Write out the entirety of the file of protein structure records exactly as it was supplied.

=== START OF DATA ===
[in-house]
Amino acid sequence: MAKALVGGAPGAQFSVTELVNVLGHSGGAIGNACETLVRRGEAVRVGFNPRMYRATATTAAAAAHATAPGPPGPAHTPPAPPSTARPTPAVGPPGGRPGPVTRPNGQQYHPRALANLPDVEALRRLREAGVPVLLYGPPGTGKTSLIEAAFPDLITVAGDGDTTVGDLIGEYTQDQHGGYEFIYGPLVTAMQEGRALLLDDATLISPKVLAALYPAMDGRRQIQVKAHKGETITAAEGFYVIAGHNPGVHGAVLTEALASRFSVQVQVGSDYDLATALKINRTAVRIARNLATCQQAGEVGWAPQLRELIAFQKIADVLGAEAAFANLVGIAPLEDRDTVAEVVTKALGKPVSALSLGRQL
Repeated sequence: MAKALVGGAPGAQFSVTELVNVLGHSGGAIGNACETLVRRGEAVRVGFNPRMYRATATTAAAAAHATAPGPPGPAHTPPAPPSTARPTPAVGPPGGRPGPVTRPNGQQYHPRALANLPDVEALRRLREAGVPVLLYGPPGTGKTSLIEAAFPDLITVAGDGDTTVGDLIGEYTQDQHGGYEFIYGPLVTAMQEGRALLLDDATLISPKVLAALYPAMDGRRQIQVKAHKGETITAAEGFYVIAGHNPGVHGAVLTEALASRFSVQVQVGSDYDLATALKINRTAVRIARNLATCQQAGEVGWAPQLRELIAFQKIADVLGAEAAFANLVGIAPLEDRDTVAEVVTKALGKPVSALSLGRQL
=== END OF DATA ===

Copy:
[in-house]
Amino acid sequence: MAKALVGGAPGAQFSVTELVNVLGHSGGAIGNACETLVRRGEAVRVGFNPRMYRATATTAAAAAHATAPGPPGPAHTPPAPPSTARPTPAVGPPGGRPGPVTRPNGQQYHPRALANLPDVEALRRLREAGVPVLLYGPPGTGKTSLIEAAFPDLITVAGDGDTTVGDLIGEYTQDQHGGYEFIYGPLVTAMQEGRALLLDDATLISPKVLAALYPAMDGRRQIQVKAHKGETITAAEGFYVIAGHNPGVHGAVLTEALASRFSVQVQVGSDYDLATALKINRTAVRIARNLATCQQAGEVGWAPQLRELIAFQKIADVLGAEAAFANLVGIAPLEDRDTVAEVVTKALGKPVSALSLGRQL
Repeated sequence: MAKALVGGAPGAQFSVTELVNVLGHSGGAIGNACETLVRRGEAVRVGFNPRMYRATATTAAAAAHATAPGPPGPAHTPPAPPSTARPTPAVGPPGGRPGPVTRPNGQQYHPRALANLPDVEALRRLREAGVPVLLYGPPGTGKTSLIEAAFPDLITVAGDGDTTVGDLIGEYTQDQHGGYEFIYGPLVTAMQEGRALLLDDATLISPKVLAALYPAMDGRRQIQVKAHKGETITAAEGFYVIAGHNPGVHGAVLTEALASRFSVQVQVGSDYDLATALKINRTAVRIARNLATCQQAGEVGWAPQLRELIAFQKIADVLGAEAAFANLVGIAPLEDRDTVAEVVTKALGKPVSALSLGRQL